Tyler Sticka and Tim Sears formed Backabit in the Fall of 2010 to create Ramps, an iPhone app based on a popular Flash game of the same name that Tyler made in college while studying web design. They’ve continued to collaborate together part-time, creating Lotsa Blocks and Overreactions in the years since.

One thing they haven’t done is update this website design. So retro!

Tyler Sticka is Backabit’s design guru. By day, he’s a Lead Experience Designer at WE Studio D, a global digital strategies practice, where he leads a team of designers that create nifty things for a bunch of nifty companies. He periodically teaches web design classes at the Art Institute of Portland, and is a frequent speaker at several Northwest design events.

Tyler’s interest in video games started with Super Mario Bros. on the NES, but kicked into high gear when his parents gave him and his brother a Sega Genesis for Christmas, bundled with Sonic the Hedgehog 2. He drew pictures of Sonic constantly (often from the Archie comic books, as one would expect a geek to do), and by high school was sketching elaborate drawings and diagrams of his own video game ideas.

While taking a Flash programming class in college, Tyler created a game called Ramps as a class project. He published the game to several online forums and eventually to his own site, where it gained nearly a million players, won a WebVisionary Award for “Best Game” and became one of Download Squad’s Featured Time Wasters (to bring things full circle, they later gave Ramps for iPhone a positive review).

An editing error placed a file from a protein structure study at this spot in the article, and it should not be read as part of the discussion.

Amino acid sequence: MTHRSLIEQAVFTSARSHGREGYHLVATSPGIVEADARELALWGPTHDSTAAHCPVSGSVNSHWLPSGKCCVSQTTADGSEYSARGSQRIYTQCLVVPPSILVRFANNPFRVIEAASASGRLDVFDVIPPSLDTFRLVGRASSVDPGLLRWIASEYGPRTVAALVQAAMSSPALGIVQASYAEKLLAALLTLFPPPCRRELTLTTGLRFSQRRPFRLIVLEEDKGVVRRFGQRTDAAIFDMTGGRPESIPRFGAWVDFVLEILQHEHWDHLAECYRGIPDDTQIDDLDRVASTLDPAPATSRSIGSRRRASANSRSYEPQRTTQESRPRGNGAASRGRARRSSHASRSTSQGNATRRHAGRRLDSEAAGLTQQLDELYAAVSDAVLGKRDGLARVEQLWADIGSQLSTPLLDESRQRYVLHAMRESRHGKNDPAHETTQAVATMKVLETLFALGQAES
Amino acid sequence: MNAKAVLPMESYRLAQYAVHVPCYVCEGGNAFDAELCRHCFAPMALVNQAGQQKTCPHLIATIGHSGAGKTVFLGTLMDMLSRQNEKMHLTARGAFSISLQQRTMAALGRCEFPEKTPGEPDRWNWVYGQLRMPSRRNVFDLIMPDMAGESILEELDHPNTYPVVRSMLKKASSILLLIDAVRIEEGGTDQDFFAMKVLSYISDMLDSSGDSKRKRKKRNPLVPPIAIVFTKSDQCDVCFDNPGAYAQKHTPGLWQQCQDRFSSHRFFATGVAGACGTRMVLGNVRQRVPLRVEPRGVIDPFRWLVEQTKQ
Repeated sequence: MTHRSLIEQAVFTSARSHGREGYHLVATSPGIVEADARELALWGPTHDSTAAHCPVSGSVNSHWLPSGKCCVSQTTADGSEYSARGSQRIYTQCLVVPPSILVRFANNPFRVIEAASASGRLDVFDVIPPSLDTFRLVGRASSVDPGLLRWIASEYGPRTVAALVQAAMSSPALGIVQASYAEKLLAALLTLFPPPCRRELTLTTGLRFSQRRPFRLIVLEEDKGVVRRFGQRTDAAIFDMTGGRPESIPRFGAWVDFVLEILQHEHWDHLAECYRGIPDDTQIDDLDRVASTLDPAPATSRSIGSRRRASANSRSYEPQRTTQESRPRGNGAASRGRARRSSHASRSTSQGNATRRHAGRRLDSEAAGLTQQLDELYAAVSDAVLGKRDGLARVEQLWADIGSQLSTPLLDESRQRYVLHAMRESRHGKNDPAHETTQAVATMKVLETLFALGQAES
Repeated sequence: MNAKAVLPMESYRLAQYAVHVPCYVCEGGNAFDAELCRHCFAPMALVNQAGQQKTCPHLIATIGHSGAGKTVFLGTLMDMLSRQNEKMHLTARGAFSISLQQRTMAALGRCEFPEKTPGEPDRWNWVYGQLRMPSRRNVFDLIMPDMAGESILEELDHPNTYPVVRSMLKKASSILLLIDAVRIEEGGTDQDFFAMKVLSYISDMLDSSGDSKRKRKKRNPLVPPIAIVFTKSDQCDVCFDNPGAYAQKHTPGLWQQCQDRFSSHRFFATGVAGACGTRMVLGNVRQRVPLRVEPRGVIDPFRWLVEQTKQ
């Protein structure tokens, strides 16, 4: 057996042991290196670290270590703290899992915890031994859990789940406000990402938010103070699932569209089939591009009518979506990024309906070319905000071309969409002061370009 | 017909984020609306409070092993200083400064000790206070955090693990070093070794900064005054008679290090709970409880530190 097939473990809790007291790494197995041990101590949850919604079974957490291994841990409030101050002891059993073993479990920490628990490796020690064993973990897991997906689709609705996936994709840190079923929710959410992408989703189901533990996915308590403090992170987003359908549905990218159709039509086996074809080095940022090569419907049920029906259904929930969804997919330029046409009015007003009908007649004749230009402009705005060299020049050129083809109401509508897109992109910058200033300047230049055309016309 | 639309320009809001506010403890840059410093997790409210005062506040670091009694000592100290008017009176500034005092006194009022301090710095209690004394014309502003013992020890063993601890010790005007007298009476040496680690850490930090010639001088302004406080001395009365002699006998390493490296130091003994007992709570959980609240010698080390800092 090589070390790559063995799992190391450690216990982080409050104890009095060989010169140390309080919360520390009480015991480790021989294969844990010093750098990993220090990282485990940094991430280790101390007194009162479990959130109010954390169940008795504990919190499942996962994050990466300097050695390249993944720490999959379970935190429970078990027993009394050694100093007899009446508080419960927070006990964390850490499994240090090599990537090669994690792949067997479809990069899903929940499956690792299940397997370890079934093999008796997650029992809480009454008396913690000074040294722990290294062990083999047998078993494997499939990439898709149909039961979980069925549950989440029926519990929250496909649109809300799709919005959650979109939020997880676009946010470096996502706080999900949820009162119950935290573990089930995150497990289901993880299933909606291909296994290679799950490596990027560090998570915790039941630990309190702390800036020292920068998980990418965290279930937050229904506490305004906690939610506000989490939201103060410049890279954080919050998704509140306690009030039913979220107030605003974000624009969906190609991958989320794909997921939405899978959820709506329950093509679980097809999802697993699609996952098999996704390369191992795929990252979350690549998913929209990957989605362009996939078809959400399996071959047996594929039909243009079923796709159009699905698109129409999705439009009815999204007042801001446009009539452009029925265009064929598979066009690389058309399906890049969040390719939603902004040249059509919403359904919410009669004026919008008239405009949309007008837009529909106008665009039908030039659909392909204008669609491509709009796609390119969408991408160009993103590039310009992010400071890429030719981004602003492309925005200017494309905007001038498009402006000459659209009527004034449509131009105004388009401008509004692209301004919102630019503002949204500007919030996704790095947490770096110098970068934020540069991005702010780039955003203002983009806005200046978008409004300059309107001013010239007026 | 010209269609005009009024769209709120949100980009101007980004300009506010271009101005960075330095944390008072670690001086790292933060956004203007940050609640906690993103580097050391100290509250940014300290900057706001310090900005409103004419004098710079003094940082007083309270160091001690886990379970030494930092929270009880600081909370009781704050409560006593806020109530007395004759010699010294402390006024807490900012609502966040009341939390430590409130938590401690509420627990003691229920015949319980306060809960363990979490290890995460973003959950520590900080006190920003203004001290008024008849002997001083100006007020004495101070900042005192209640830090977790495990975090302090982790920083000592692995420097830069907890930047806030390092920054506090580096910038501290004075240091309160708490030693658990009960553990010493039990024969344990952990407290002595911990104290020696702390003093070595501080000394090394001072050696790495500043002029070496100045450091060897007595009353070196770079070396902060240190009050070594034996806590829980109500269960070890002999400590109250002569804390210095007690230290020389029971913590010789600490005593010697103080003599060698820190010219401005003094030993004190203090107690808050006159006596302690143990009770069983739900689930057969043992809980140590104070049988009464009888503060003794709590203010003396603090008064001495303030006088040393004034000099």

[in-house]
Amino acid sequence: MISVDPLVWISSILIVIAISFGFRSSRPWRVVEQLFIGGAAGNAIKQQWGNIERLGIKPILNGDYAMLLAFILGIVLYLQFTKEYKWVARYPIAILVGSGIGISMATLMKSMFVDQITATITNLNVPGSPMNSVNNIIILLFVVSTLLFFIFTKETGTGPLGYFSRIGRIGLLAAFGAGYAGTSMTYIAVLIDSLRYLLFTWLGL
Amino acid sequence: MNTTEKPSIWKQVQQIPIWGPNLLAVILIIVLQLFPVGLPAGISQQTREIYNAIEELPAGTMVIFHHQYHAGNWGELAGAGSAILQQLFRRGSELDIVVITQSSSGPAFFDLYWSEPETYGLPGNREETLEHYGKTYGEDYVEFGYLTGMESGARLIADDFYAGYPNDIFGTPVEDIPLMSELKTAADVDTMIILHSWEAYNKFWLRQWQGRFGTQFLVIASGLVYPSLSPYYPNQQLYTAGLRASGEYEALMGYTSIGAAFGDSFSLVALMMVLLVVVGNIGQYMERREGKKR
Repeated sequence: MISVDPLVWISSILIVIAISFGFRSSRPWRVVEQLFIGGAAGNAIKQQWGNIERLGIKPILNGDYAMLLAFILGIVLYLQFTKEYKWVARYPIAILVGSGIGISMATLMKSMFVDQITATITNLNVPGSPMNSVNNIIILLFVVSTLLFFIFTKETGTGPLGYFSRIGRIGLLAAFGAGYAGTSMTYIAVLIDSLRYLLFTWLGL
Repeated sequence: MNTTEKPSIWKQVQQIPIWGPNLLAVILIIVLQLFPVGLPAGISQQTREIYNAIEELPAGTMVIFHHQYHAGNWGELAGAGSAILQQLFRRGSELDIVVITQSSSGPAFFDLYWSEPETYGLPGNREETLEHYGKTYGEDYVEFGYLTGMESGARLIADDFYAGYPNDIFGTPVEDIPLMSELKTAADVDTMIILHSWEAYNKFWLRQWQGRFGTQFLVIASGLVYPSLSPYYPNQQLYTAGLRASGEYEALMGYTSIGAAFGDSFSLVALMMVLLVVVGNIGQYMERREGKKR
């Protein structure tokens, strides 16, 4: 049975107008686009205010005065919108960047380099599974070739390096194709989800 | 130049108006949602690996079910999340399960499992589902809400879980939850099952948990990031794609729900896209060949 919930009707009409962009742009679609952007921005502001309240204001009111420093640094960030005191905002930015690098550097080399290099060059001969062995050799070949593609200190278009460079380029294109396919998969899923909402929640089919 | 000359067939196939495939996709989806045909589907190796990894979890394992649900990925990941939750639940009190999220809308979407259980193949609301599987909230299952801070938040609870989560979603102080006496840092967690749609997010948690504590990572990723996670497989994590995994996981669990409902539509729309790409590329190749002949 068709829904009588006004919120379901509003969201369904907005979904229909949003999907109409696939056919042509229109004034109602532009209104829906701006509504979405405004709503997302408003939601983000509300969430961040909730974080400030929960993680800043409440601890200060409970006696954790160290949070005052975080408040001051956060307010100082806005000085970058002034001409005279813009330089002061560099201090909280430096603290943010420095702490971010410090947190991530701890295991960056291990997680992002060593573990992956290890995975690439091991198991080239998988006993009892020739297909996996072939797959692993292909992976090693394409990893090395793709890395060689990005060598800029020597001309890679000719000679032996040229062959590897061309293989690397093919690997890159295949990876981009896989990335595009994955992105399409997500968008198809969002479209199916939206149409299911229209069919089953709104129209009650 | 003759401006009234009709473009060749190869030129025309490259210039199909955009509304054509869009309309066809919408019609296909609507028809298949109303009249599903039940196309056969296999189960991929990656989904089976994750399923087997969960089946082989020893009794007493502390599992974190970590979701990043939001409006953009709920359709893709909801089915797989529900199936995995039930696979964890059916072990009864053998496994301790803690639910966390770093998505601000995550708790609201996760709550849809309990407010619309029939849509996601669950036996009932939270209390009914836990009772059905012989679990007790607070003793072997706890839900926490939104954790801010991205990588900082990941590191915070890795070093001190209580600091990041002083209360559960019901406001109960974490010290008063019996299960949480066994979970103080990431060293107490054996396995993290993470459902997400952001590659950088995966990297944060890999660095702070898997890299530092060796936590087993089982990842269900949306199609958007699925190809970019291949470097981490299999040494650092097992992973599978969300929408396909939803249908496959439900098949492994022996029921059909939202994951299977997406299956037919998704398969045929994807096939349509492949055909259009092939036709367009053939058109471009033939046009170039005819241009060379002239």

Try as he might, Tyler’s passion was in design more than development, and he couldn’t make a worthwhile successor to Ramps on his own. After a series of false starts, a spontaneous email sent to a few developer friends yielded an enthusiastic response from Tim. The rest, as they say, is history!

Tim Sears is Backabit’s development wizard. He writes .NET code by day and does iPhone development by night. His very first iPhone app was Robotvision which was one of the first crazy augmented reality apps. So crazy, it got huge overnight and showed up on like Techcrunch and Mashable, and then Apple featured it for a couple weeks.

After that, Tim decided that this iPhone app thing was pretty fun, so he decided to work with some other cool companies so they together they could use AR to make the world a cooler place. One of his favorites was with this rad agency in France called iMarginal. In France, they take their art and culture extremely seriously. So much so, that the French government actually sponsored the creation of this awesome augmented reality app called CultureClic that would let you look at stuff like museums and statues and learn all kinds of super cool stuff about it. Tim then went to France to meet his new buddies and play in the Parisian sunset while wearing Vuzix goggles that made him look like that one guy on Star Trek. And then the app showed up in Popular Science and Tim freak-out geeked out with uber-happiness.

After returning from Europe, Tim was feeling inspired to do something fresh and cool and new. Lucky for him, not long after, Tyler sent him an incredible, inspiring e-mail with amazing ideas, visuals and a master plan to turn his incredibly successful Flash game Ramps into an iOS game. They got right to work and not only did they launch this awesome iOS game, but they started a company! Backabit! And well... you know the rest!